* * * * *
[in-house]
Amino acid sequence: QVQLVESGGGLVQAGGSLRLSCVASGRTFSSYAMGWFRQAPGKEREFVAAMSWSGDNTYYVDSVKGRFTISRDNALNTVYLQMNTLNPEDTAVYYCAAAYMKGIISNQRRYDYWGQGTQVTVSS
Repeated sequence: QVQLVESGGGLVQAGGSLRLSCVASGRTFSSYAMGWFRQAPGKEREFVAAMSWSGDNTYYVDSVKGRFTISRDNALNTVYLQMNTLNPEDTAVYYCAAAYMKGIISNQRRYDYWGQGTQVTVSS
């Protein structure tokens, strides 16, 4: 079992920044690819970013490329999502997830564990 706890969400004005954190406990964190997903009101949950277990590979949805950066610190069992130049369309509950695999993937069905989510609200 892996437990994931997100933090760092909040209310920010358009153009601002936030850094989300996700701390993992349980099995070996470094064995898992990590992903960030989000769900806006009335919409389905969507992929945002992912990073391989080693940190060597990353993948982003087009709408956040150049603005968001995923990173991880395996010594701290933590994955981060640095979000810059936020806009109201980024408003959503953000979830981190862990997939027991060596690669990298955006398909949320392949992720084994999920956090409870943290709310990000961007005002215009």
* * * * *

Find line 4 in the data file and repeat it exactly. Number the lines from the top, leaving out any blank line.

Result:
């Protein structure tokens, strides 16, 4: 079992920044690819970013490329999502997830564990 706890969400004005954190406990964190997903009101949950277990590979949805950066610190069992130049369309509950695999993937069905989510609200 892996437990994931997100933090760092909040209310920010358009153009601002936030850094989300996700701390993992349980099995070996470094064995898992990590992903960030989000769900806006009335919409389905969507992929945002992912990073391989080693940190060597990353993948982003087009709408956040150049603005968001995923990173991880395996010594701290933590994955981060640095979000810059936020806009109201980024408003959503953000979830981190862990997939027991060596690669990298955006398909949320392949992720084994999920956090409870943290709310990000961007005002215009």